Life is a bowl of… Berry Islands-population about 400. During such an unnerving time, we’re certainly trying to make the best of it and the beauty of this island chain is a balm to our nerves. Quite simply, it’s not a bad place to be quarantined…
After island hopping from Trinidad to Martha’s Vinyard, it is the Berry Islands that redefine ISLAND TIME. If we’re walking or biking the island, we might see 5 cars over the course of 4 or so miles and no others walking or biking, here on Great Harbour Cay. And usually it’s the same car about 2X. It’s remote and thinly populated any given day; it’s also very sleepy, even though it has quite the sorted history and cast of characters that have graced its secluded shores over the years including: the rich and famous, former mafia influences, and drug traffickers – which is the only reason it seems to have somewhat paved roads. It was initially settled by about 2000 freed slaves but most left after discovering the rocky, sandy land was not easy to farm. About 200 of those 2000 stayed and then in the 1960’s the others began coming. What was most striking for us upon first arriving here was that looking around, you could tell there certainly was at one time, state of the art infrastructure… but clearly a time long since past. It creates a certain nostalgic yet poignant air with a plaintive longing for what may have been in that bygone era.
They call this particular area, the “fish bowl” of the Bahamas since it’s teaming with… you guessed it, fish. As I type, Daniel and Paul fish off the side of the boat and have caught 5 mutton snapper in two days and they are very tasty. Guess what’s for dinner…
We’ve dinghied over to a sunken drug-runner’s plane crash from the 1980s. It was a bit rough for snorkeling over it once we got there so we went not far over to a blue hole that was in the “flats” and more protected from the wind and waves. Surrounded by shallow sand banks, tiny cays and rocks, emerged this deep blue circle in the water that went 100 feet deep. The fish were curious and came over to investigate Daniel and me, but kept on swimming in circles, staying in the blue hole, as if they were enclosed in an imaginary aquarium. Though many blue holes have steep walls, this did not, it was just “walls” of water. There are blue holes throughout the Bahamas and mostly unexplored. Some are in the middle of a forest on land and others, in the middle of a bay. They are connected to underwater cave systems and were formed during the Ice Age. The Bohemian Islands deliver the most amazing waters and these blue holes are quite unique.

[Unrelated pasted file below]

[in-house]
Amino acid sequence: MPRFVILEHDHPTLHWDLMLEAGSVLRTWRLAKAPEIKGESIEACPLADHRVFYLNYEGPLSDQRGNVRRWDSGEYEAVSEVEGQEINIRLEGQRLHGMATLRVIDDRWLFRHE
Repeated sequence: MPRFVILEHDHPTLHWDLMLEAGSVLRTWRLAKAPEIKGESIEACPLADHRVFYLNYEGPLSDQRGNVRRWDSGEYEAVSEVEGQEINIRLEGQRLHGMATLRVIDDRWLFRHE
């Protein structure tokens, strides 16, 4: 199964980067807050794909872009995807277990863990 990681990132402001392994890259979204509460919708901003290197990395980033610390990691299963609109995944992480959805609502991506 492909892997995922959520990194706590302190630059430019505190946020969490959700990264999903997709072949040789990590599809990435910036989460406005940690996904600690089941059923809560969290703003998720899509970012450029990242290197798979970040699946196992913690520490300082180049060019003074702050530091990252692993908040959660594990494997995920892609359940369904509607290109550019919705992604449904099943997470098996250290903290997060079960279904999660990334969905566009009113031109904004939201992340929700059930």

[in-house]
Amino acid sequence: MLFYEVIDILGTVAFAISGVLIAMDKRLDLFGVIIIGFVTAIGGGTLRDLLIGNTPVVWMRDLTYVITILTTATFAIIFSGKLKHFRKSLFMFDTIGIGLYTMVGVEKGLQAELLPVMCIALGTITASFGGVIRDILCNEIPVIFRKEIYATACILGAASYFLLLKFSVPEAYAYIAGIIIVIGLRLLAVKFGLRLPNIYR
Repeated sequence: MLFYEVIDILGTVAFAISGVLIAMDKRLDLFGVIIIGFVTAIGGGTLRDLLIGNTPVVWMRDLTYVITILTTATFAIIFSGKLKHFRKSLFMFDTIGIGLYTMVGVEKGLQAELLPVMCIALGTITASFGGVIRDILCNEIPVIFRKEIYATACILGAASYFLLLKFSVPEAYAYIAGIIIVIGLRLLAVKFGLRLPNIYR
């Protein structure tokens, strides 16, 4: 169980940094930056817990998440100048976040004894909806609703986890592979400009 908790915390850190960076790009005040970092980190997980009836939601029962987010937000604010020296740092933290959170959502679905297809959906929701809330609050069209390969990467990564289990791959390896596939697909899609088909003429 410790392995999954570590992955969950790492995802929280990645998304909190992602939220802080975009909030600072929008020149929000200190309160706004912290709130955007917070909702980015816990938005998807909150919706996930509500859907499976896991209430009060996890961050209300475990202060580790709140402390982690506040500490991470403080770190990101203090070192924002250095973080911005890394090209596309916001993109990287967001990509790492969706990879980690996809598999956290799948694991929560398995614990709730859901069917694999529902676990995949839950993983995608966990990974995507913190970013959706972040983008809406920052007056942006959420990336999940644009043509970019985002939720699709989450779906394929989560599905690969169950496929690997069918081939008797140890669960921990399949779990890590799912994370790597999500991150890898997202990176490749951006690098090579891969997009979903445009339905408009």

So far the only inhabited island we’ve been to is Great Harbour Cay. The “village” roughly consists of one grocery store (3 on the entire island), a liquor store, a pub/restaurant, a police station, some other government buildings, a credit union, a hardware store and a school. That’s about it. The largest grocery store is the size of the average bodega in NYC. Most of the tiny islands in this chain are uninhabited, which makes landing on them easy. We’ve been able to explore: Hoffman Cay, Soldier Cay, Fanny Cay, and Ambergris Cay and found the waters gin clear with sand thick and fluffy like snow in some places and like packed powdered sugar in other places. Our dinghy gets us into most of these “skinnier” (shallow) waters since the RK drafts nearly 7 feet and the waters in this area are shallow! We even have to row the dinghy through many spots and not use the outboard motor. The other day, Daniel even got out and dragged us along when we found ourselves hitting bottom during our daily adventure.
We arrived in the Bahamas in February, landing in the Abacos and it was terribly heartbreaking to see the destruction from Hurricane Dorian first hand. We stayed a bit to make our contributions to the economy and speak to many who lived through what they described as “hell on earth”. The super market and liquor store were open, but essentially that was it. We then made our way south-west to this tiny island chain, with no whisper of COVID-19… yet.